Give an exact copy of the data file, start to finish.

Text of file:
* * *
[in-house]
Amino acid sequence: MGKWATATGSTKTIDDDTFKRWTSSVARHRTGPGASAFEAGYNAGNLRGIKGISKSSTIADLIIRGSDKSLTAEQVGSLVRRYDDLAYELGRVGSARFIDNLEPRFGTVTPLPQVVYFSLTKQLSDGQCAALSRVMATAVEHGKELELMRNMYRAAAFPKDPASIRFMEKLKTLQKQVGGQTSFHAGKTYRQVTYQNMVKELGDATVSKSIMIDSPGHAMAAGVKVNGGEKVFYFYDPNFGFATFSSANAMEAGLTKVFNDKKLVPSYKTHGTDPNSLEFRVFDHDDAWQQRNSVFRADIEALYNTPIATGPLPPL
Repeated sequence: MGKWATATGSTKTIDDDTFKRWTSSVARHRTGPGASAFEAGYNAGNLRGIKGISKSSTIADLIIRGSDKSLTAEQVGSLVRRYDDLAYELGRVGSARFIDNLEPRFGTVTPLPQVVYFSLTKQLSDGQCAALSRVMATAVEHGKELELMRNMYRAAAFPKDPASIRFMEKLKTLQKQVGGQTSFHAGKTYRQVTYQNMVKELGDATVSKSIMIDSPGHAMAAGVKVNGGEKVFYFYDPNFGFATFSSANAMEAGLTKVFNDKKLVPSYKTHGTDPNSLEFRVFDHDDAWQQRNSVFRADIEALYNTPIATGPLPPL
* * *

[in-house]
Amino acid sequence: MGKWATATGSTKTIDDDTFKRWTSSVARHRTGPGASAFEAGYNAGNLRGIKGISKSSTIADLIIRGSDKSLTAEQVGSLVRRYDDLAYELGRVGSARFIDNLEPRFGTVTPLPQVVYFSLTKQLSDGQCAALSRVMATAVEHGKELELMRNMYRAAAFPKDPASIRFMEKLKTLQKQVGGQTSFHAGKTYRQVTYQNMVKELGDATVSKSIMIDSPGHAMAAGVKVNGGEKVFYFYDPNFGFATFSSANAMEAGLTKVFNDKKLVPSYKTHGTDPNSLEFRVFDHDDAWQQRNSVFRADIEALYNTPIATGPLPPL
Repeated sequence: MGKWATATGSTKTIDDDTFKRWTSSVARHRTGPGASAFEAGYNAGNLRGIKGISKSSTIADLIIRGSDKSLTAEQVGSLVRRYDDLAYELGRVGSARFIDNLEPRFGTVTPLPQVVYFSLTKQLSDGQCAALSRVMATAVEHGKELELMRNMYRAAAFPKDPASIRFMEKLKTLQKQVGGQTSFHAGKTYRQVTYQNMVKELGDATVSKSIMIDSPGHAMAAGVKVNGGEKVFYFYDPNFGFATFSSANAMEAGLTKVFNDKKLVPSYKTHGTDPNSLEFRVFDHDDAWQQRNSVFRADIEALYNTPIATGPLPPL